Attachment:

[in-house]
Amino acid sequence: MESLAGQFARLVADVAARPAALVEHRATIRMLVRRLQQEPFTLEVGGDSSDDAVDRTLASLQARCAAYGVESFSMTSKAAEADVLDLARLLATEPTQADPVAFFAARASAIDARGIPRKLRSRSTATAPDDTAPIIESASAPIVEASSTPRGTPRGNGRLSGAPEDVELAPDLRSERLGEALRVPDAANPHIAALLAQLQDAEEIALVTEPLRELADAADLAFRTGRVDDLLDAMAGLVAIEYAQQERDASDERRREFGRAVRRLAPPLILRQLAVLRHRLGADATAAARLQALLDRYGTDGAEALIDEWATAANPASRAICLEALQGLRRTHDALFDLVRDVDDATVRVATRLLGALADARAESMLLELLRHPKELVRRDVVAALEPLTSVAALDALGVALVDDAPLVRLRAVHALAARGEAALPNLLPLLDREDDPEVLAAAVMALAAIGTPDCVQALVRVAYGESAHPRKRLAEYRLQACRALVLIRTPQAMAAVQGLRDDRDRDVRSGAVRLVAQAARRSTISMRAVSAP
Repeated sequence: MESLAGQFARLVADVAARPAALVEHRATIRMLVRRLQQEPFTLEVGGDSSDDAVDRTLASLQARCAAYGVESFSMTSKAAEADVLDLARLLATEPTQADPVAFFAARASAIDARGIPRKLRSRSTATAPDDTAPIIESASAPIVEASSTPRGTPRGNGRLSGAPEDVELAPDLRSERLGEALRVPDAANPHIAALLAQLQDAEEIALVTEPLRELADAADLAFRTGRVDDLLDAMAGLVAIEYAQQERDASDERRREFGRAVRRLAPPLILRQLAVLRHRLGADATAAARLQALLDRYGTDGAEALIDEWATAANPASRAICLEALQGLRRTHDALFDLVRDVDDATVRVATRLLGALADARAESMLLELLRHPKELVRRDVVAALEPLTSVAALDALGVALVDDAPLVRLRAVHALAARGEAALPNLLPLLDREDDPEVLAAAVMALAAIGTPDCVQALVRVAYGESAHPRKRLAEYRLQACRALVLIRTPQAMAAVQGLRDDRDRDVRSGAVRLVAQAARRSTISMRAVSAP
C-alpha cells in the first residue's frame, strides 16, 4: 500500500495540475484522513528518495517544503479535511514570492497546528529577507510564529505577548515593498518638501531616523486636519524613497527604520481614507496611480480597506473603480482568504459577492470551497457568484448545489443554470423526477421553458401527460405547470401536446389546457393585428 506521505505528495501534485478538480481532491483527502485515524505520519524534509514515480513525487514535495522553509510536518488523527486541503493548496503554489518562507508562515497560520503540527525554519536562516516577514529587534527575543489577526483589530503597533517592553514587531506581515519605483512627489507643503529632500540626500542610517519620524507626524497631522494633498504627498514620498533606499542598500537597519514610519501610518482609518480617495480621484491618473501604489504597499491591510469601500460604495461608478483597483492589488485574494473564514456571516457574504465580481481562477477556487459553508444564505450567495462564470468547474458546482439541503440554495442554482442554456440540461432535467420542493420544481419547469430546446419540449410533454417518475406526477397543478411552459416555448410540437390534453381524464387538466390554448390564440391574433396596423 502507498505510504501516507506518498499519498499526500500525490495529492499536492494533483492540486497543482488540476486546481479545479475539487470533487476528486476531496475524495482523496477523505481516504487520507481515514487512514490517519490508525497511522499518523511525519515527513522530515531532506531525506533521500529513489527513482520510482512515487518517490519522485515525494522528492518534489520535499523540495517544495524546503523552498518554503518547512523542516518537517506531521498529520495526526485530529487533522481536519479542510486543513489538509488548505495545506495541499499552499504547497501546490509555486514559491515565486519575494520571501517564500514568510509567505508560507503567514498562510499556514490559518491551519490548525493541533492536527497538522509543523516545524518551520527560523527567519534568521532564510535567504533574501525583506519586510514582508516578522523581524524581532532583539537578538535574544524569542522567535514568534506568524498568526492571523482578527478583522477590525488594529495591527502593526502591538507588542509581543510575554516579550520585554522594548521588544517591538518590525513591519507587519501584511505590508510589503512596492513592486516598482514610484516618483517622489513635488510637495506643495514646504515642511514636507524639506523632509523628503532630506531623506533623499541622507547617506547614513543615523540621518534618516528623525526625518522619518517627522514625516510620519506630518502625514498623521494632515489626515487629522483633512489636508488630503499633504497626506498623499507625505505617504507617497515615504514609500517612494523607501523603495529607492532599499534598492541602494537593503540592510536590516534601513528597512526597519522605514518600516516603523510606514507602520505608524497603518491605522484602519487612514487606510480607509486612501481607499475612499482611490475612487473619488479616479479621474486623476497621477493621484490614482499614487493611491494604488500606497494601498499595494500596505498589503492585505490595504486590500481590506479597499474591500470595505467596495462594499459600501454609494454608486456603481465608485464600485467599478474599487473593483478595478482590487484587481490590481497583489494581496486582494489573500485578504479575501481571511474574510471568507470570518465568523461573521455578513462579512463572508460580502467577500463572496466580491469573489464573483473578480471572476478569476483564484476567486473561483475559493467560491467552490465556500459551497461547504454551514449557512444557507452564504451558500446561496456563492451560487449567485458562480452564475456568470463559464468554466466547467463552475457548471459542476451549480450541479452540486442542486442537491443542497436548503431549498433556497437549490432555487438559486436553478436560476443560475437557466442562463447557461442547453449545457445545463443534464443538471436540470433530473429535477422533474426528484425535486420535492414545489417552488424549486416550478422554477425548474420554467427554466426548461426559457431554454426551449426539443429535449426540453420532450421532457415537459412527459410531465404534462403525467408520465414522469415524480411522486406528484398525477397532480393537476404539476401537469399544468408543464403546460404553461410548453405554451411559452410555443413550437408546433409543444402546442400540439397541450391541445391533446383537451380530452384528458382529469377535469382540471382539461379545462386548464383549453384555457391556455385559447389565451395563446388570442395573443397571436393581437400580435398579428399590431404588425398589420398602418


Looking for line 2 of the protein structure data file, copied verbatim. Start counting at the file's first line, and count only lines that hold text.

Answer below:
Amino acid sequence: MESLAGQFARLVADVAARPAALVEHRATIRMLVRRLQQEPFTLEVGGDSSDDAVDRTLASLQARCAAYGVESFSMTSKAAEADVLDLARLLATEPTQADPVAFFAARASAIDARGIPRKLRSRSTATAPDDTAPIIESASAPIVEASSTPRGTPRGNGRLSGAPEDVELAPDLRSERLGEALRVPDAANPHIAALLAQLQDAEEIALVTEPLRELADAADLAFRTGRVDDLLDAMAGLVAIEYAQQERDASDERRREFGRAVRRLAPPLILRQLAVLRHRLGADATAAARLQALLDRYGTDGAEALIDEWATAANPASRAICLEALQGLRRTHDALFDLVRDVDDATVRVATRLLGALADARAESMLLELLRHPKELVRRDVVAALEPLTSVAALDALGVALVDDAPLVRLRAVHALAARGEAALPNLLPLLDREDDPEVLAAAVMALAAIGTPDCVQALVRVAYGESAHPRKRLAEYRLQACRALVLIRTPQAMAAVQGLRDDRDRDVRSGAVRLVAQAARRSTISMRAVSAP